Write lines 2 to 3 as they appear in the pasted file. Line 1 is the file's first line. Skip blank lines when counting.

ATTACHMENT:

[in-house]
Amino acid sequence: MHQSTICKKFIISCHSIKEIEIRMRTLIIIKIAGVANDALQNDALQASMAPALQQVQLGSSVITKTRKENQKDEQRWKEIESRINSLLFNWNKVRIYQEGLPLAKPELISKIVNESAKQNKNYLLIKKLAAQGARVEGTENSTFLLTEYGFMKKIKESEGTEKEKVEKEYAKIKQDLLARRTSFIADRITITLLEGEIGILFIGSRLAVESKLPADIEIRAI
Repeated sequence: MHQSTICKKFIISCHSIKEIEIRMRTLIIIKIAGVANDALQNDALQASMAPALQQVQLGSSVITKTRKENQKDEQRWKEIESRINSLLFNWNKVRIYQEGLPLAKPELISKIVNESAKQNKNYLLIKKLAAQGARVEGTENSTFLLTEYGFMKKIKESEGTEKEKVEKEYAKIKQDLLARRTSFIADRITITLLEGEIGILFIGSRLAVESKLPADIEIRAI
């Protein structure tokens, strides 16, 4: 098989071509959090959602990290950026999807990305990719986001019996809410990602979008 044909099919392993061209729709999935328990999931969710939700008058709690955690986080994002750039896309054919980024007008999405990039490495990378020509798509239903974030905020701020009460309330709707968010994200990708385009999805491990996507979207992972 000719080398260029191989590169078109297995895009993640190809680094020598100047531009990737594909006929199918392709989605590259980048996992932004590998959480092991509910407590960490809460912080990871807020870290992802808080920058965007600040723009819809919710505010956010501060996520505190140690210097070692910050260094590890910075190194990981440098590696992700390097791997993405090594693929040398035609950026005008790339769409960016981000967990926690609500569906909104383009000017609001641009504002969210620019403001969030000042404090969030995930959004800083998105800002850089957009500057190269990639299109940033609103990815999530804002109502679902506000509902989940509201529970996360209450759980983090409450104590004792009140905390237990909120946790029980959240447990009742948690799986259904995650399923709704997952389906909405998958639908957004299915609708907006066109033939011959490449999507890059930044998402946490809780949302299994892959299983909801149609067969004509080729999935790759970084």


Amino acid sequence: MHQSTICKKFIISCHSIKEIEIRMRTLIIIKIAGVANDALQNDALQASMAPALQQVQLGSSVITKTRKENQKDEQRWKEIESRINSLLFNWNKVRIYQEGLPLAKPELISKIVNESAKQNKNYLLIKKLAAQGARVEGTENSTFLLTEYGFMKKIKESEGTEKEKVEKEYAKIKQDLLARRTSFIADRITITLLEGEIGILFIGSRLAVESKLPADIEIRAI
Repeated sequence: MHQSTICKKFIISCHSIKEIEIRMRTLIIIKIAGVANDALQNDALQASMAPALQQVQLGSSVITKTRKENQKDEQRWKEIESRINSLLFNWNKVRIYQEGLPLAKPELISKIVNESAKQNKNYLLIKKLAAQGARVEGTENSTFLLTEYGFMKKIKESEGTEKEKVEKEYAKIKQDLLARRTSFIADRITITLLEGEIGILFIGSRLAVESKLPADIEIRAI